The True Meaning of Christmas

Have you ever been accused of getting so wrapped up in the holiday season that you’ve forgotten the “true” meaning of Christmas? Or maybe you weren’t directly accused but unwittingly joined the captive audience of a Christian delivering a soapbox speech about “keeping the Christ in Christmas”. Well, next time this happens, if you’re feeling called to be equally obnoxious, you can assure the concerned party that you’re well aware of the true meaning of the Christmas season, and that Christ is just one in a long line of gods that have been celebrated on or around the winter solstice.

Most historians agree it’s unlikely that Jesus was born in December for reasons ranging from a lack of notable celestial events (a la the north star) to the unlikelihood of shepherds tending to their flocks on a frigid December eve. Winter has been a time for festivities in many cultures long before Christ or Christmas. Most of the celebrations were in honor of pagan gods and goddesses related to nature, agriculture, and the sun. It seems that before science had revealed much about weather patterns or meteorology, the pagans paid special attention to the “sun gods” as a bribe to be sure they came back after winter.

So the theory goes that circa 325 A.D., Jesus’ birthday was assigned to December 25th because it was already a time of celebration, and pagans would more readily convert. Although there is some disagreement about that, it is evident that pagan traditions have been integrated into the modern Christian festivities. Did you deck the halls with boughs of holly this year? Sing a yuletide carol? Eat a big meal? Participate in a gift exchange? If so, ever wonder what the heck it had to do with Jesus? The decorating of evergreen boughs is a pagan tradition that started because the evergreen trees were the only ones that had not lost their leaves in the wintertime. Sure, one could decorate a leafless December maple branch, but it wouldn’t be quite as festive. Yule was celebrated in northern Europe to honor Mithras, the pagan sun god, with the burning of the yule log for 12 hours on the night of the winter solstice. December 25th, in particular, was a day of gift-giving in celebration of the birth of the son of the goddess of nature (Isis). Romans celebrated Saturnalia, which honored Saturn, the god of agriculture with the exchanging of gifts and merrymaking. So, with the exception of the nativity, the Christmas celebration already existed before Jesus’ birthday was assigned to December 25th. The food, the gifts, the merrymaking, the evergreen décor. The only part I’m unclear on is the figgy pudding.

So do we need a god or gods to make the season special?

Christmas needs no deeper meaning than that on the surface of the holiday season. Christmas is when you curl up in front of the fire with a cup of hot cocoa, and feel cozy as you view the freezing snow outside. Christmas is when you find joy in giving – choosing a gift for someone you care about and taking joy in watching him or her open it. Christmas is when family, friends, and loved-ones spend time together laughing, eating, and making memories that last a lifetime. That’s the true meaning of the season. The gods celebrated and honored may vary, but the love, giving, and happiness are consistent. So don’t feel guilty for shopping or eating too much. Reach out to loved ones, enjoy the festivities, make memories – join the time-honored tradition of celebrating each other during the season of the winter solstice.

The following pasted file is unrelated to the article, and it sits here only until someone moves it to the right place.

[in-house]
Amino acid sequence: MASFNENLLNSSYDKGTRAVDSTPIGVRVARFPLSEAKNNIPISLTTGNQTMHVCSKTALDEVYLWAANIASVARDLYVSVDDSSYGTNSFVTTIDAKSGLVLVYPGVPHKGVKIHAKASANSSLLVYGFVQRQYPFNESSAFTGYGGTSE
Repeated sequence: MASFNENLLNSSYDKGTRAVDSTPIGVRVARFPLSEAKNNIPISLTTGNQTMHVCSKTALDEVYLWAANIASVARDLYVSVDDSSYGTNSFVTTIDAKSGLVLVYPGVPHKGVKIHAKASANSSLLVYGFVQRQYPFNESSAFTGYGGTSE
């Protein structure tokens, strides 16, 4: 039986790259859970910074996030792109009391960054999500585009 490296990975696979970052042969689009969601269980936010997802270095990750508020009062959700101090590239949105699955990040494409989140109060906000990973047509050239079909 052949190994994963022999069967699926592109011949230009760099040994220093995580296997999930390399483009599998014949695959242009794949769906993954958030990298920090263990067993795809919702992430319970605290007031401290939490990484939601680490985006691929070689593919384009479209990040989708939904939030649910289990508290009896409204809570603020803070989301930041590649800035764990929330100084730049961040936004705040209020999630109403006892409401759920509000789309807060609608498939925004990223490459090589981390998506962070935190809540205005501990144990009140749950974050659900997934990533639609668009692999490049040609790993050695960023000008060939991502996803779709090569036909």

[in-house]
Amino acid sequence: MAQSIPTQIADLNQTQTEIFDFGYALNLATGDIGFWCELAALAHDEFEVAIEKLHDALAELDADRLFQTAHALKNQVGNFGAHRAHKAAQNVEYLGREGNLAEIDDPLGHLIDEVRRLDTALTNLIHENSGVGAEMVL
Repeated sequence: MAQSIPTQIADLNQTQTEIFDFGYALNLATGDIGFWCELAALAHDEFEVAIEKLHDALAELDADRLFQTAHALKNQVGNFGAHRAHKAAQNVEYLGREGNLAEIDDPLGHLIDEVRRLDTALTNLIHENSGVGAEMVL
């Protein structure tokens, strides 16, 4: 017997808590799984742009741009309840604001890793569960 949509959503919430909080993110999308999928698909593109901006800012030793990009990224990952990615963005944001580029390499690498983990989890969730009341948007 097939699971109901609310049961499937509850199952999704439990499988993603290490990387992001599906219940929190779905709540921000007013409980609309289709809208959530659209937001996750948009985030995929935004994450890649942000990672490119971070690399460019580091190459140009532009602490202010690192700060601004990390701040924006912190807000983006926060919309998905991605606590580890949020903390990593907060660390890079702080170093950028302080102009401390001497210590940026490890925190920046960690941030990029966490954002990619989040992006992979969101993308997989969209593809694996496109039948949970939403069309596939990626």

Merry Christmas!

(originally posted 12/24/06)

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  1. I love the article, but calling Mithra a pagan deity is a bit of an understatement. He was by no means the local nature deity generally associated with the term. Instead he was the most powerful of the Amesha Spenta, the host of heaven, in Zoroastrian religion, second only to Ahura Mazda, making him part of a much older monotheistic faith than Judaism or Christianity. He was so popular that he was adopted by the Greeks and then the Romans as an extremely important deity, who found many followers. There may even be some evidence that Mithra became equated with the warrior god Haldi, head of the Urartian pantheon in Iran/Turkey. Mithra was indeed one of the most widespread and freely worshiped deities of the time period, certainly eclipsing the provincial/ethnic worship of YHWH.

  2. As best as I have been able to determine, figgy pudding (which is actually more like a fruitcake than what Americans consider a pudding) became associated with Christmas sometime in the early 1800s, although recipes for it date back three or four hundred years earlier. It's probably one of the few Christmas traditions that doesn't have pagan roots.

  3. There's many things associated with X-mas which have nothing to do with Jesus (most of them actually).

    One that puzzles me though, is candy canes. I wonder where that comes from.

  4. Thanks.

    Oh, Stacey, could you still put a title on this article? Because right now it has no clickable title in the "recent comments" list.

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